For the Whitehill and Bordon Regeneration, the local authority (EHDC) had engaged with the National Energy Foundation (NEF) to look at adopting its Assured Performance Process (APP) for the new developments in the town as it grows. Radian agreed to trial and embrace the APP process at its Quebec Park development because we are keen to ensure the quality of our built stock and the performance of our homes which need to perform the way they were designed to do. At its heart the APP is about focussing on all aspects of the process through design detailing and construction to ensure that the development performs in line with the design intentions. The APP involved early review of the design details with the Architect and design team as well as with the specialist suppliers. They suggested improvements and provided constructive challenge during the process. Their input helped to:
Reduce thermal bridging by moving the windows in relation to the insulation layer, reducing the ‘timber fraction’ at junctions and lintels and extending a warm roof across a terrace of several homes to cut the number of thermal bridges.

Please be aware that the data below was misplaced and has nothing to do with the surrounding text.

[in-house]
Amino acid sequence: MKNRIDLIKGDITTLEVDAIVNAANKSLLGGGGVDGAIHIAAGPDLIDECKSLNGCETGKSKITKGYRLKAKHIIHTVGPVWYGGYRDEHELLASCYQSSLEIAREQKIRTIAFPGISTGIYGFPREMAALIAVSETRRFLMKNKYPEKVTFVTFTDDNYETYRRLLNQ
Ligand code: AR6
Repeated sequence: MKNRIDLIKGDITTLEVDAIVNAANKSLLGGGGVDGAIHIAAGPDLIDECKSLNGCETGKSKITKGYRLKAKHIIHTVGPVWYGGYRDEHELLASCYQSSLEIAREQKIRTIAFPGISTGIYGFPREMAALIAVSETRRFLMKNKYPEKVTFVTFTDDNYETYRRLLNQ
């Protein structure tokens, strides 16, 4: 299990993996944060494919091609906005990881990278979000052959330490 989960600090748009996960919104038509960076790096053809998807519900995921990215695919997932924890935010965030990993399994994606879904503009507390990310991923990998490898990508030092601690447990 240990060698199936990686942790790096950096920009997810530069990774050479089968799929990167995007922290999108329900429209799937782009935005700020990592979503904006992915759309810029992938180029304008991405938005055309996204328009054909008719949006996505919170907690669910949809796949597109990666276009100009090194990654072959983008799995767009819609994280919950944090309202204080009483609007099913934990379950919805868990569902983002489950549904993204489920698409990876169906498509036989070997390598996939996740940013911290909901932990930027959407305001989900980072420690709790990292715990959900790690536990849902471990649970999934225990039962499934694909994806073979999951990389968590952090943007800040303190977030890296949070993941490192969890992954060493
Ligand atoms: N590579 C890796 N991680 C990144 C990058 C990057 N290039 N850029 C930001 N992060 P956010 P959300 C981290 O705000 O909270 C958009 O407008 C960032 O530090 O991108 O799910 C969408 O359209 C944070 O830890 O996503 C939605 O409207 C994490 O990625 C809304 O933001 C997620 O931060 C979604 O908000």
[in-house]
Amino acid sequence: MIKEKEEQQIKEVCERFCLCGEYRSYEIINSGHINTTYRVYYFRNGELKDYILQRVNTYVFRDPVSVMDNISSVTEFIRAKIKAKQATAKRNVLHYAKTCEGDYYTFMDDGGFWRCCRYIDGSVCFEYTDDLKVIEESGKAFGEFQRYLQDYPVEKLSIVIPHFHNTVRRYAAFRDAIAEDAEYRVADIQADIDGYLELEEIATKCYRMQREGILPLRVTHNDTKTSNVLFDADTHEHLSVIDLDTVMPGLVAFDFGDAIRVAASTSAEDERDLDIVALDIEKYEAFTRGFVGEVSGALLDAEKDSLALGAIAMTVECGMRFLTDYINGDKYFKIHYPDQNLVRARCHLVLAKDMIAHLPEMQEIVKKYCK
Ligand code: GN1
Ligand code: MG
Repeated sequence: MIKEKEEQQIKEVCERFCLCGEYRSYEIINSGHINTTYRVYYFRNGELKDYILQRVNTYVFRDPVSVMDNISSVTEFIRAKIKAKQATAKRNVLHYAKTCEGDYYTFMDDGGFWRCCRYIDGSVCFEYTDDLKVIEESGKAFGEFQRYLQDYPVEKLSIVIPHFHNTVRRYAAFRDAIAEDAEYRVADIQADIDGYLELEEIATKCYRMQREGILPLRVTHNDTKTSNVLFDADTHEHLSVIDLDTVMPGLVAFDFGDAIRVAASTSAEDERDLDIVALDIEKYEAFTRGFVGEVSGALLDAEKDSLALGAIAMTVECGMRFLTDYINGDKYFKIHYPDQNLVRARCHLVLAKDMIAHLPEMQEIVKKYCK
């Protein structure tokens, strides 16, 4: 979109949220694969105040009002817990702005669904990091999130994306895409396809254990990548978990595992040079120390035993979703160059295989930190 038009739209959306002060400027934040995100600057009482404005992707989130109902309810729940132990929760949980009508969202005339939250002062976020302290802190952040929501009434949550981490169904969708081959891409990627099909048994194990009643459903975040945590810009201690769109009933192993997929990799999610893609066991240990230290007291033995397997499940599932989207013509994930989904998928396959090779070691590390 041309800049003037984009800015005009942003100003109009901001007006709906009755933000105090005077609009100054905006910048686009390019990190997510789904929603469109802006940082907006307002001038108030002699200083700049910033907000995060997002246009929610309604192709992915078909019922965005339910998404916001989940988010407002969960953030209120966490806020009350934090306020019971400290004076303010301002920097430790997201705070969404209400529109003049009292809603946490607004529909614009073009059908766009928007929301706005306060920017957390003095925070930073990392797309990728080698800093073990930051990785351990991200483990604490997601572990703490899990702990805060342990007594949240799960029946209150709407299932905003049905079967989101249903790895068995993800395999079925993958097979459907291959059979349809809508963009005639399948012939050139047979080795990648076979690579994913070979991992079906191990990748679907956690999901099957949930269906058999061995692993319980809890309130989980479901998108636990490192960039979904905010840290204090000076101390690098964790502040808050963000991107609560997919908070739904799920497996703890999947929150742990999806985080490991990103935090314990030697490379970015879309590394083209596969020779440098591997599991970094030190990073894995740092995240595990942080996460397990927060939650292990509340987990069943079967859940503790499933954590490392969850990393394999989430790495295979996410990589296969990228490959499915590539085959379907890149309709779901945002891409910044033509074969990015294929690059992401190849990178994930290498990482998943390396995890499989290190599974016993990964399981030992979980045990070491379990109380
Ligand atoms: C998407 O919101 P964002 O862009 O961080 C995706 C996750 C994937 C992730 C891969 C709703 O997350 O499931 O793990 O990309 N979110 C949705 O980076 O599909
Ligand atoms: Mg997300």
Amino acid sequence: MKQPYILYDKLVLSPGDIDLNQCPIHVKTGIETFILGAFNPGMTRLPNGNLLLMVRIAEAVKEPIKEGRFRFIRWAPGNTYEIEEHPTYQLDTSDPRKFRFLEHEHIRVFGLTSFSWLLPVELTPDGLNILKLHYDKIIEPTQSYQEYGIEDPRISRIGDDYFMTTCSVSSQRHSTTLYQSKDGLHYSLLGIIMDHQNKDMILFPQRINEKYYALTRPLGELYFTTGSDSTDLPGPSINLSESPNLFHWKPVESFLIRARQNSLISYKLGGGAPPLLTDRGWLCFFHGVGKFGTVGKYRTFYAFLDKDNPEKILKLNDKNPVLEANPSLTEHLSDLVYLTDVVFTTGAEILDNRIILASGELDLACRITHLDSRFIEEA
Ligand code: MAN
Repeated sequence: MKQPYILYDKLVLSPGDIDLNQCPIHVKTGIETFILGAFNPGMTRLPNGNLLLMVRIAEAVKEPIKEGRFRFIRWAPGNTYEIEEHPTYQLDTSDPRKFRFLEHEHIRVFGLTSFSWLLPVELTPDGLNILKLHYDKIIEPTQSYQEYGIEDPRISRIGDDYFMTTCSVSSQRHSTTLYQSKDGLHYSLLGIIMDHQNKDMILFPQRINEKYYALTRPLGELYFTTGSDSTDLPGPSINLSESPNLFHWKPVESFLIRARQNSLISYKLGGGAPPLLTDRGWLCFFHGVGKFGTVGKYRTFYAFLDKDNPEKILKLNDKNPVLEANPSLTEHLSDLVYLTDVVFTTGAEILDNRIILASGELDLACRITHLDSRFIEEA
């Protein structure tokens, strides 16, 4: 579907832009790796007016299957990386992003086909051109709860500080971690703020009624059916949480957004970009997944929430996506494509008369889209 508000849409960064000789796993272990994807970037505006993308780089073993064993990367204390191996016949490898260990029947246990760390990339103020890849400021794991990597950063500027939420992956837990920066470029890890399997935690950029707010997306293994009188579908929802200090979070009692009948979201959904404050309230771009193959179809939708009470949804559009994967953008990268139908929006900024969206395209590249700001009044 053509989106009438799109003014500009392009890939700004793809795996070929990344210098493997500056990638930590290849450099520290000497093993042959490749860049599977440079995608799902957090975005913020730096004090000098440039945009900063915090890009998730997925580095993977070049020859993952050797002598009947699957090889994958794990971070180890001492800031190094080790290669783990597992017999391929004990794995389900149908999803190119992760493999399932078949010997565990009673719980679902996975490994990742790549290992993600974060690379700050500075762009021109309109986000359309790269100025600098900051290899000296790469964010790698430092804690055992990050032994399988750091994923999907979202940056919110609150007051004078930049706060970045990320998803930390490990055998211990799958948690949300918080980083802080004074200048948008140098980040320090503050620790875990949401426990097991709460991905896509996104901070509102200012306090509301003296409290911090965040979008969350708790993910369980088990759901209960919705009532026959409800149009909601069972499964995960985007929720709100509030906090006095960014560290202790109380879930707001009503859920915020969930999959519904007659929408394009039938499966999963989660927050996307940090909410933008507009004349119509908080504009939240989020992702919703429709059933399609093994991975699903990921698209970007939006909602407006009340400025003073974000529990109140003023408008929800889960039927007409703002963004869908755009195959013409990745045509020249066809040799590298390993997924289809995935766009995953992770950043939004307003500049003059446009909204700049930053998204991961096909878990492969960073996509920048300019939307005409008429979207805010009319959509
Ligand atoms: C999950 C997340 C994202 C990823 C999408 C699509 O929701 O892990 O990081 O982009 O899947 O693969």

Avoid ambiguity in design drawings by drawing thermal bridge details
Provide certainty of performance in the details being considered
On site they worked with the contractor through regular site visits and toolbox talks to ensure the team understood the importance of getting details right and maintaining consistency of quality. Once built, thermal imagery scans of the properties clearly showed that cold bridging had largely been eliminated and insulation was installed consistently throughout the properties. Early indications from the Monitoring and Post Occupancy Evaluation of a number of the properties is illustrating that they are performing as they were designed which is a clear vindication of the process adopted.
Overall, by adopting good working practices and focusing on ensuring that the fabric performs through attention to detail and build quality, we have managed to deliver homes with similar performance to those homes where high levels of renewables and technology were relied on to deliver sustainability targets in the past. Where the build quality of volume house building continues to be an issue, it is reassuring that by adopting an Assured Performance Process we have been able to deliver a quality product that also performs as it was designed.
The Quebec Park scheme is becoming recognised in the industry for the outcomes it has produced both in its urban design form and for its performance receiving significant awards and plaudits. Although such success is great recognition, for Radian, replicating Quebec Park is the sustainability target for the future.
To deliver well designed and built homes that perform well, are easy to operate and occupy, that contribute to employment and the health and wellbeing of customers all while creating a sense of community, is surely what truly sustainable, environmentally friendly development is about. Not a bad outcome for a simple programme designed to deliver Zero Carbon by 2016!
– Jonathan Rickard, Head of Construction